A look back at Laurie Jennings' 30 years in TV news

Career spanning 3 decades soon set to end

PEMBROKE PARK, Fla. – From Ohio to South Florida and many places in between, Laurie Jennings' television career has spanned three decades with some incredible experiences along the way.

Growing up in Connecticut, her passion to perform propelled her onto the stage, singing and acting from childhood through her teen years.

"By high school I was the lead of every play and people were telling me to forget college and to go to Broadway," Jennings said.

Instead of following that advice, she applied and got into Cornell University.

"And the next thing you know, I saw the microphone and for me it was the right combination of the reporter in me and the performer in me," she said.

After getting her masters in journalism at Northwestern University, Jennings landed her first full-time position in television news at WKBN in Youngstown, Ohio.

Two years later, she moved to a major TV market: Cleveland.

"I was morning anchor. I was their weekend anchor. I was their specials reporter and that was when I got to do my best reporting early on," Jennings said.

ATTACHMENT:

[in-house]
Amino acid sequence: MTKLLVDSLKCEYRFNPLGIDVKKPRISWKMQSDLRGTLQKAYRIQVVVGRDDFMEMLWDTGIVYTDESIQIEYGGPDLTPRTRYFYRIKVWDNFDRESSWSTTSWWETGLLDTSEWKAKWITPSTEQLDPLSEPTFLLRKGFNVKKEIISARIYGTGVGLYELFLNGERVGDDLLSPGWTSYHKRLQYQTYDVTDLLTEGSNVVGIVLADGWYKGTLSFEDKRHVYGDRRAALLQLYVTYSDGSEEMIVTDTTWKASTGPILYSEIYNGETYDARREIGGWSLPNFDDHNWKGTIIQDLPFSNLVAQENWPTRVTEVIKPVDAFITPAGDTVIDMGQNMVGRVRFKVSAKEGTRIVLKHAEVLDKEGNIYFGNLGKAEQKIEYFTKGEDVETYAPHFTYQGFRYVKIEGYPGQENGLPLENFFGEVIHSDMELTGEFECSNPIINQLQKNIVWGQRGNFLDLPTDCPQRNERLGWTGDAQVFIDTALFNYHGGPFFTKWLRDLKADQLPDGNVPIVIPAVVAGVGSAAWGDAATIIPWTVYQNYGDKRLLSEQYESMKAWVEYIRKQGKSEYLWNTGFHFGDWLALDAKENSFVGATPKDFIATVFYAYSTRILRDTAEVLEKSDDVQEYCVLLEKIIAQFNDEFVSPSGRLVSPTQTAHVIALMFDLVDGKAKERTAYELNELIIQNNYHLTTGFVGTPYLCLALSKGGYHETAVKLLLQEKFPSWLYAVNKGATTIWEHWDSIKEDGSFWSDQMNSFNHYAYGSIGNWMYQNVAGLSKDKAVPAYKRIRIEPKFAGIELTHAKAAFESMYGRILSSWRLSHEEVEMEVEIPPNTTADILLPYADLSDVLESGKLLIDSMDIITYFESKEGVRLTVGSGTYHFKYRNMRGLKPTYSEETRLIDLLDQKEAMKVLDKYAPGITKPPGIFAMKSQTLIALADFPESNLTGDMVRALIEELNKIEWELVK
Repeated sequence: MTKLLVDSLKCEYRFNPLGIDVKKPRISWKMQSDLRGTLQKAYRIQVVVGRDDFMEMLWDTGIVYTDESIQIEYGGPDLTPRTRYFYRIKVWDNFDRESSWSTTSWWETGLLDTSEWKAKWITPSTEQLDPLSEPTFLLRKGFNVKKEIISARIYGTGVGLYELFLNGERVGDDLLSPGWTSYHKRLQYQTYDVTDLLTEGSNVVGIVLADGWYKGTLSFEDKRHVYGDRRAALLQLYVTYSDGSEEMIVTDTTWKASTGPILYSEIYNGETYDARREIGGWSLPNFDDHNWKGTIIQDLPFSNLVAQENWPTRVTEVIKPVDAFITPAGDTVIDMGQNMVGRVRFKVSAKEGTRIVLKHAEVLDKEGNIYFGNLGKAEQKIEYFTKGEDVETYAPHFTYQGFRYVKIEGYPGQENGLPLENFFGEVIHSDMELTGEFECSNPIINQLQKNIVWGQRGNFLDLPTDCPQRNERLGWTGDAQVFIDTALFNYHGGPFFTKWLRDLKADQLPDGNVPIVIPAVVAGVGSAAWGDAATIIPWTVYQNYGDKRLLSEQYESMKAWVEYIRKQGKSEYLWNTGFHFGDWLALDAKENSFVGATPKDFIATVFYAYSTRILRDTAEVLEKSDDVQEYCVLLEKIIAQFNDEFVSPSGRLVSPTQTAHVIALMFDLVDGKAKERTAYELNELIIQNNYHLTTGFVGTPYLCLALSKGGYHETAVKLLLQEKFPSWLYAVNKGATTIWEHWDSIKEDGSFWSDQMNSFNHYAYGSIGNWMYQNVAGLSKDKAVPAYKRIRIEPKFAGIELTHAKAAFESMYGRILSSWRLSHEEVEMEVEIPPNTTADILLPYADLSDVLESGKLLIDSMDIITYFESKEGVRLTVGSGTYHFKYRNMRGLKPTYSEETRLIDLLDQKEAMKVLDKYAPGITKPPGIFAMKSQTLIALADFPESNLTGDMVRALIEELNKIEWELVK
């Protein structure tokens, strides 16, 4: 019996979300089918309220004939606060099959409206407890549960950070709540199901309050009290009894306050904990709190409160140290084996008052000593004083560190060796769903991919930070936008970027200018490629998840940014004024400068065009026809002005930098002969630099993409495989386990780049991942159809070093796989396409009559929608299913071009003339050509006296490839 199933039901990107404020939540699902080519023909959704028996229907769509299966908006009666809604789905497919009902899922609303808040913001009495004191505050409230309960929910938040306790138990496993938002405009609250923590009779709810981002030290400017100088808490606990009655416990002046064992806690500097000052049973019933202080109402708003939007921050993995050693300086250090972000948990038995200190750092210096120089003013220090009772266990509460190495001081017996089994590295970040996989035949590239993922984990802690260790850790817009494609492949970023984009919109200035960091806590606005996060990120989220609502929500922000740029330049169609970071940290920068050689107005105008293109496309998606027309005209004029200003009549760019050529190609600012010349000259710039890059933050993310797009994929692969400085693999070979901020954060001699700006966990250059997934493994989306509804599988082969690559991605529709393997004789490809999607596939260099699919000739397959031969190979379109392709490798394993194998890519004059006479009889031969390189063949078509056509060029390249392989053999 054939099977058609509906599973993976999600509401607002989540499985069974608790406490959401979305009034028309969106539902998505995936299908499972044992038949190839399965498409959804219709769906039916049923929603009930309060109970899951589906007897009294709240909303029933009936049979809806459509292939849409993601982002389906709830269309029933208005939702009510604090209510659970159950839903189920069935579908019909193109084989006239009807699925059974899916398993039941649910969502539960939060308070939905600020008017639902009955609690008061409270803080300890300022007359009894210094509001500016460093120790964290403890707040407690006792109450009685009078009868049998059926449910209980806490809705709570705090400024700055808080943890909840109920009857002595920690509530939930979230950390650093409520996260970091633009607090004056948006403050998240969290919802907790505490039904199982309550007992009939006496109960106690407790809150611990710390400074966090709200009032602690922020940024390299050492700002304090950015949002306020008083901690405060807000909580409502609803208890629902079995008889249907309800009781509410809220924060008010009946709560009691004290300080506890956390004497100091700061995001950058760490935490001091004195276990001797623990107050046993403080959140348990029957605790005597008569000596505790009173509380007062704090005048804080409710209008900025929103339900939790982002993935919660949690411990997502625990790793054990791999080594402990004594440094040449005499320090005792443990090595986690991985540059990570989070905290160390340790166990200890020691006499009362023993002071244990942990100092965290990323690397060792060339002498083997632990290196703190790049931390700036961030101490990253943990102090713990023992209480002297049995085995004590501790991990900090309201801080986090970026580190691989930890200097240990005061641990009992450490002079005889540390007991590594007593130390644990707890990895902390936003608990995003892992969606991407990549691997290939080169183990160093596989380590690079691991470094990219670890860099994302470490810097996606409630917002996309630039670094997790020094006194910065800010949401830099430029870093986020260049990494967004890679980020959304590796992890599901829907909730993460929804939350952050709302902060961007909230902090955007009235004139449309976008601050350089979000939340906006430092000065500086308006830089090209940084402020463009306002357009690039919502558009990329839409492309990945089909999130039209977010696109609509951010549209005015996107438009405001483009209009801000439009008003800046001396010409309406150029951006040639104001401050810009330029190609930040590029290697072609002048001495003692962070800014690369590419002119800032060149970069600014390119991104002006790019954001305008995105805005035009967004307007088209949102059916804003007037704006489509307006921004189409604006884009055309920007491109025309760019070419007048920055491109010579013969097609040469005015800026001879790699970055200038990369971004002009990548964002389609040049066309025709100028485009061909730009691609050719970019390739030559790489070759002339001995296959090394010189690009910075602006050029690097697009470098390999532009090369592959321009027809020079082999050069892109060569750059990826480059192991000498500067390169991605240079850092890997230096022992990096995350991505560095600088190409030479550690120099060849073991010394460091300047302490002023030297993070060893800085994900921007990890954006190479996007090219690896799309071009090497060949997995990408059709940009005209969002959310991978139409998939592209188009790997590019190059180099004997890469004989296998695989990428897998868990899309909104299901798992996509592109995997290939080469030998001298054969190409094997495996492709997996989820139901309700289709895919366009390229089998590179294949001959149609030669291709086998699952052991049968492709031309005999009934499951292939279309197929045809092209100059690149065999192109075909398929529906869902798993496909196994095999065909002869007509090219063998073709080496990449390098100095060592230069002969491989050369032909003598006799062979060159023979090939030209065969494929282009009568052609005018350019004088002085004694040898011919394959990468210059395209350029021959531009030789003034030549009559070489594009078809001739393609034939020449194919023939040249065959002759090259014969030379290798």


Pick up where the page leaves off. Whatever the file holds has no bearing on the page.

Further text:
From Cleveland to Boston to Miami and New York, Jennings built a name as an anchor, ultimately landing the top spot at Local 10 in 2004, and the globetrotting started all over again.

"My very first big trip when I came to channel 10 was Rome," she said.

Jennings was there for the death of Pope John Paul II and the installation of Pope Benedict.

"We got there -- made it just in time," Jennings recalled. "We got to this location and I swear within an hour and 15 minutes we were live on the air and I anchored a Saturday morning newscast for 2 1/2 hours live from the Vatican."

Laurie Jennings: Through the years

The trip to Rome was followed by a journey to Switzerland to cover Art Basel in 2009, and then a heartbreaking trip to Haiti following the 2010 earthquake.

It was there that viewers witnessed Jennings' emotional side.

"I've never cried like that on the air. I remember the tears were pouring down my face," she said. "It was by far the most intense human suffering I've ever seen."

The longest and farthest trip she ever took was to South Africa to cover the death of Nelson Mandela.

"It was just my chief photographer and me," Jennings said. "We did newscasts live, covered stories live and it was just a really, really powerful trip."

Her work has been rewarded with many honors, including six Emmy awards and numerous "Best Anchor" distinctions.

Most recently, Jennings received proclamations in her honor from officials in both Broward and Miami-Dade counties.  

When Miami Mayor Francis Suarez expressed hope that her departure from TV news was not a departure from South Florida, Jennings said, "I will always live here and I will work to make Miami shine."

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